Justice is something nearly everyone cares about, but nobody shares their sense of what it is. This problem, upon which ethics has flailed since at least Nietzsche, divides moral philosophers into those who assert there is a perfect rational standard of justice, and those that claim there never could be such a thing. This conflict is not worth buying into on either side. What matters instead is the recognition that there are a set of ideals for justice, as well as for related concepts such as fairness and ‘just war’, and that these ideals will only possess a rational standard if they are sustained as a shared practice. When no such practice exists, chaos reigns, and agreement is fragmentary. I am an appreciator of this chaotic nova of individual freedom, even while I am a critic of its underlying lack of fidelity. For there is no path for justice to be found here, and in that absence, injustice proliferates and escalates.
Before considering what it would mean for a robot and its human to be just, we must consider the debilities and defects that result from the chaos nova around us, amply embodied in any of the gigacyberg digital public spaces around us, such as Twitter and Facebook. It is by seeing how things go wrong that we can discover ways to rescue justice, and thus propose a virtue of justice for cyborgs.
One defect is quick to discuss: nihilism, the self-defeating faith in there being nothing worth having faith in. Nihilism is borne of a rigid conviction in the value of truth (such as the Abrahamic traditions bequeathed to the sciences) coming up against the unjustifiable circumstances of that conviction. Here is where a person from a faith tradition like Christianity or Islam or some of the Hindu practices makes a leap of faith. The nihilist makes a similar leap into believing nothing has value – without noticing the unwavering faith in standards of judgement required to get to such an absurd position. Thus, the nihilist is confused into justifying anything on grounds of nothing. There’s not much we can do to help such unfortunates: like viruses that infect humans and robots, you just have to put up with the trouble they cause, and defend against them as best you can.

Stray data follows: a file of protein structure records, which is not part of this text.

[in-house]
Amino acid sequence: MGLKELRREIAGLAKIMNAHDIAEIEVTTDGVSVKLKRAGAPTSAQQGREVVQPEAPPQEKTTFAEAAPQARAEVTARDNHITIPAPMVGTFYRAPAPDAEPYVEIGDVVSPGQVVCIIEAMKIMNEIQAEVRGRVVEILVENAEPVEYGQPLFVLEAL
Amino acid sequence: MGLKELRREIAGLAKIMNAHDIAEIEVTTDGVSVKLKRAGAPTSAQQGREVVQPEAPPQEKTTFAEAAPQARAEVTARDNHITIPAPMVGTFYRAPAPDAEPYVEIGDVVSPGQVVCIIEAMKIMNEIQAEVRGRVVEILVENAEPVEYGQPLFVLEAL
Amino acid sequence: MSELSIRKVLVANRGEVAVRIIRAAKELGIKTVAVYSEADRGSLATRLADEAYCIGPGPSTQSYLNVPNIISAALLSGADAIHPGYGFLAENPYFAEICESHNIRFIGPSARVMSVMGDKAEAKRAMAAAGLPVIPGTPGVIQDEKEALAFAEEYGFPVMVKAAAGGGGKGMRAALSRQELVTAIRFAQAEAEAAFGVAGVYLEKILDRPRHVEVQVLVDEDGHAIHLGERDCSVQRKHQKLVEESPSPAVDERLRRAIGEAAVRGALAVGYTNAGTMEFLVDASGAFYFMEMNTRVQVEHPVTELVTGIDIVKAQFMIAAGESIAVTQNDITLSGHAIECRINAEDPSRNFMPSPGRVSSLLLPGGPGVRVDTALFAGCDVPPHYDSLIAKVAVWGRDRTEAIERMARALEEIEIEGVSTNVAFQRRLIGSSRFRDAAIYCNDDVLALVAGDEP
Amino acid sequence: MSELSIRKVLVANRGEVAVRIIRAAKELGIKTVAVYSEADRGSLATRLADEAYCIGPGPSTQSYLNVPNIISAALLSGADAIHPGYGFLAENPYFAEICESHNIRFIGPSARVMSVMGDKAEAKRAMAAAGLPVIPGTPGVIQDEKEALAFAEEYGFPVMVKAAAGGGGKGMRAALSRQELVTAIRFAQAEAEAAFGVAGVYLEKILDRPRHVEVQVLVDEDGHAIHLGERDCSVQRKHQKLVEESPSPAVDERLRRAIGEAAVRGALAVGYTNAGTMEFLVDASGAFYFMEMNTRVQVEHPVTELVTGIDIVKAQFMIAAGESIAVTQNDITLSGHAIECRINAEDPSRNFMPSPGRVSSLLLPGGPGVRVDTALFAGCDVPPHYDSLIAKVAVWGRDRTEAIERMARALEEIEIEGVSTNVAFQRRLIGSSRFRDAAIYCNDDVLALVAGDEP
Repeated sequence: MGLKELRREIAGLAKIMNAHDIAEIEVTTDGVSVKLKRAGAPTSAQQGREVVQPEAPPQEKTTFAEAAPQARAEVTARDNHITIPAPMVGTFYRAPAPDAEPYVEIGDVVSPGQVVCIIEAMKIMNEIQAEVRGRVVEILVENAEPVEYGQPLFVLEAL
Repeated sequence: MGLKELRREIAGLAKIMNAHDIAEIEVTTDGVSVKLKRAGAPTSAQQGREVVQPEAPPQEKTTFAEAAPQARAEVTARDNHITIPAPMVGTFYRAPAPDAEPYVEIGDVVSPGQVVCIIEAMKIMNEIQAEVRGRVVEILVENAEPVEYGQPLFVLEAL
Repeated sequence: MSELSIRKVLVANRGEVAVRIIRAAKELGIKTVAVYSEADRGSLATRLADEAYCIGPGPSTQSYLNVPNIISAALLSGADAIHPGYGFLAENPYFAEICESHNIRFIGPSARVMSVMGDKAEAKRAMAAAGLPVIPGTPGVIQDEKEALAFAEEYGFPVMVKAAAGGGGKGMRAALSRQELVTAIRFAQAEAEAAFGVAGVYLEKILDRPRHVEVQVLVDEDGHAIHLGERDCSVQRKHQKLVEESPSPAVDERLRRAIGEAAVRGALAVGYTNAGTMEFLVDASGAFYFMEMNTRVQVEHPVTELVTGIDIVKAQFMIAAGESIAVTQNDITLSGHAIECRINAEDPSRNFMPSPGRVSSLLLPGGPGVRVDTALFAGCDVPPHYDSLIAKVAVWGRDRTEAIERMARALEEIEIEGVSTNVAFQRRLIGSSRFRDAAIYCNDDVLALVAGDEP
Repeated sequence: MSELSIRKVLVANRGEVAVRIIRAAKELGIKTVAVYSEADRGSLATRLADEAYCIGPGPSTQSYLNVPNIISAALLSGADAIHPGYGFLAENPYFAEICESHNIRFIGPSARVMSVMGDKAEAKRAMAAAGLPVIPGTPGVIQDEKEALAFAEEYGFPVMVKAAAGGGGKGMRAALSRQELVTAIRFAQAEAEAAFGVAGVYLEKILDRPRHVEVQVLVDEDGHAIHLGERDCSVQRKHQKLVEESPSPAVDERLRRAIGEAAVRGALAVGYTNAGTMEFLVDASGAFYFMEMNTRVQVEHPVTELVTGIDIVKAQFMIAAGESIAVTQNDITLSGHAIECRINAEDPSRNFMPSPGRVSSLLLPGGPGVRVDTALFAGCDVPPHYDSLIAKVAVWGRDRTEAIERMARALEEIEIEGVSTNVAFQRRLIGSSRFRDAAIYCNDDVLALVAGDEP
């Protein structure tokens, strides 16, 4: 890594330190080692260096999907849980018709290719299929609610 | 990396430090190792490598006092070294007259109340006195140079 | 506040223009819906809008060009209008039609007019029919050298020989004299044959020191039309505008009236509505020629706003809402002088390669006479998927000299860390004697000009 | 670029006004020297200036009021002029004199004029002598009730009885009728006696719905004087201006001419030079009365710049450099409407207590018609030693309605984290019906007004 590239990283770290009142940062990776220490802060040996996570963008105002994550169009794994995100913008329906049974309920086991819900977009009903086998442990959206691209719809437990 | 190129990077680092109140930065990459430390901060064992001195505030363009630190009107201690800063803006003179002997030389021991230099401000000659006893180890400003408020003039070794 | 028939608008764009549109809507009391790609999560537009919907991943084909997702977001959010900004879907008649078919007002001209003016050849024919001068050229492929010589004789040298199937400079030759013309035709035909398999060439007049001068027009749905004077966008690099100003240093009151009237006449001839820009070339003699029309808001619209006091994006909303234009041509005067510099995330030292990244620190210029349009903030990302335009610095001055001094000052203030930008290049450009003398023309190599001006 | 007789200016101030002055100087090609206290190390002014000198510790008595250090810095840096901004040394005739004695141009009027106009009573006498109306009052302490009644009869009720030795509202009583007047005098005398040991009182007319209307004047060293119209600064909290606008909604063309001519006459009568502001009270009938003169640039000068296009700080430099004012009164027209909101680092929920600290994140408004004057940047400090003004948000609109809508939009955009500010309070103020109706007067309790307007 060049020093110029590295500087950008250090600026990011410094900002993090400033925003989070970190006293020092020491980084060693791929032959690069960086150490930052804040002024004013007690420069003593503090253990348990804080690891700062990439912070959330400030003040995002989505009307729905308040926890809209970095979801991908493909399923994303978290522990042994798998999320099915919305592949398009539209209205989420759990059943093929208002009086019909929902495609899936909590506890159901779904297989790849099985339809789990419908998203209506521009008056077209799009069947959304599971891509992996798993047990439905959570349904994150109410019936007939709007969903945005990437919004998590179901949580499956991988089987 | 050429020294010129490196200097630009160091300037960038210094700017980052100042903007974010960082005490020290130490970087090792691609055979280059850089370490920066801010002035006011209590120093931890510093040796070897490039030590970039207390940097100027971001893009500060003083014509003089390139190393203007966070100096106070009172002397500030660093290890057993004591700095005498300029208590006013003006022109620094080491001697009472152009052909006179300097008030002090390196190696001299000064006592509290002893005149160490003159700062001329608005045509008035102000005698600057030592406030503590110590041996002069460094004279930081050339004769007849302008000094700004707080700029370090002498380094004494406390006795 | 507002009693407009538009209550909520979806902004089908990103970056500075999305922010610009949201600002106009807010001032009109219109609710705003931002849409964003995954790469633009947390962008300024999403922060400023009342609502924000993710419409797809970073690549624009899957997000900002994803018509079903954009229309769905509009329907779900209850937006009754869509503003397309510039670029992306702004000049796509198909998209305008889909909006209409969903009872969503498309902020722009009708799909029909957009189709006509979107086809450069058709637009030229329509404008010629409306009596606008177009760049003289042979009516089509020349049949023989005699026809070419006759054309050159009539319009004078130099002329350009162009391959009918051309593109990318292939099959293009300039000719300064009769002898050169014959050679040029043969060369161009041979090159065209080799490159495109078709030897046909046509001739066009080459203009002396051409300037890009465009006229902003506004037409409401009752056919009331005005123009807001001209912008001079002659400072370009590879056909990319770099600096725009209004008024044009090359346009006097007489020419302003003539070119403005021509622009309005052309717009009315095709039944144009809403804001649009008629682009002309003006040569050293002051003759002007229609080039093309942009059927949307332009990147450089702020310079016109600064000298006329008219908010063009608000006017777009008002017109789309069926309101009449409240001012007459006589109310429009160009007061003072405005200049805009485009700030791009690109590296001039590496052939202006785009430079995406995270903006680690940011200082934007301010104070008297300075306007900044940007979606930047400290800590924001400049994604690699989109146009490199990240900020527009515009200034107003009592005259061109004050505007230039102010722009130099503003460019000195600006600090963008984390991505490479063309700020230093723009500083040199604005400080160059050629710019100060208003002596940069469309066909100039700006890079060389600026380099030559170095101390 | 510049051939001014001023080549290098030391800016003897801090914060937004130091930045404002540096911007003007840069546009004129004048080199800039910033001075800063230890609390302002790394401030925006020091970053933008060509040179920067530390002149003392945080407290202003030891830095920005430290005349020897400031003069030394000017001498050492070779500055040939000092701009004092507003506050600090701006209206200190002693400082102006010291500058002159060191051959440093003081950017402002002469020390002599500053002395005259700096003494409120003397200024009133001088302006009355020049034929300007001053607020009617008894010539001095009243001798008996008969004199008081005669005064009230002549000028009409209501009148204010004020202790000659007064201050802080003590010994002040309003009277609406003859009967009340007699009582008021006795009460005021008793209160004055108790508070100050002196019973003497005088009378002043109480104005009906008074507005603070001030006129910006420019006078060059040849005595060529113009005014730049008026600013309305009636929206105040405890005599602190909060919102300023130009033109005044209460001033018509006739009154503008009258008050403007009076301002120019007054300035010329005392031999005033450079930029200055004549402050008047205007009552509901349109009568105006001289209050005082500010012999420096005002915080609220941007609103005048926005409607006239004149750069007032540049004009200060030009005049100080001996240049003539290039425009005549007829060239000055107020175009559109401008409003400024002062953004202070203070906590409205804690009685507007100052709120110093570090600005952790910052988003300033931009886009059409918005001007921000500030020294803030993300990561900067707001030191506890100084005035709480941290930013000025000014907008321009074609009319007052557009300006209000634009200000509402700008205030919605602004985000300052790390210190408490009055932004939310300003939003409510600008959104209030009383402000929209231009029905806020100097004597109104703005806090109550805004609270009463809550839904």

Holding ideals of justice so strongly that faith passes into the condition of certainty describes the debility of indignance. Here, as with the certainty of blind faith in religion or nationalism, people know they are right, and this empowers them to act in all manner of atrocious ways – particularly when they are acting as internet cyborgs. Sometimes, this cyber-indignance manifests as a desire for punishment, a kind of digital vigilantism fuelled by the cyber-cruelty invoked by loners in masks, deploying despicable methods such as doxxing (releasing personal data, such as a home address) or death threats. Here, the underlying certainty has deceived the cyborgs in question into thinking methods of acting are not important – their moral certainty, ironically, makes them behave as nihilists, turning to terror as a weapon as if nothing mattered. They have an unfortunate role-model in this: both the megacyborg nations and their guerrilla enemies have been employing terror and death as ill-considered weapons for decades.
More often, however, cyber-indignance is all bark and little bite. Passing angry judgements on those you find vile and disgusting is only human, as is acting out behind a mask for that matter, but tirades of cyber-disdain do nothing but antagonise those being judged or encourage others to hurl further abuse. There is no persuasive force to this form of argument – you instantly drive a wedge between yourself and whomever is being reviled – and as with the resort to terror in its various forms, it rests on the certainty that others must be wrong. In these kinds of situation, however, this is at least restrained by an acute sense that there should be limits to which methods are permitted, and this is the principal redeeming quality to this kind of preachy outburst.
Those that do not lose sight of the importance of methods recognise that some courses of action could never be just, and should not be pursued. To think otherwise is to fall into the moral disaster of consequentialism, to think only outcomes matter because of the understandable emphasis we place on how things turn out. But choice of method is part of ensuring desired outcomes, and precisely what makes certain methods unjust is their exclusion from any viable justice that is not merely revenge dressed up in convenient justifications. Nothing is worth achieving at any cost, although there are things that ought to be defended with every just method available. Thinking otherwise is to fail at being a just cyborg of any kind, because all extreme methods make justice harder – even impossible – to attain, and thus entail an element of self-defeat.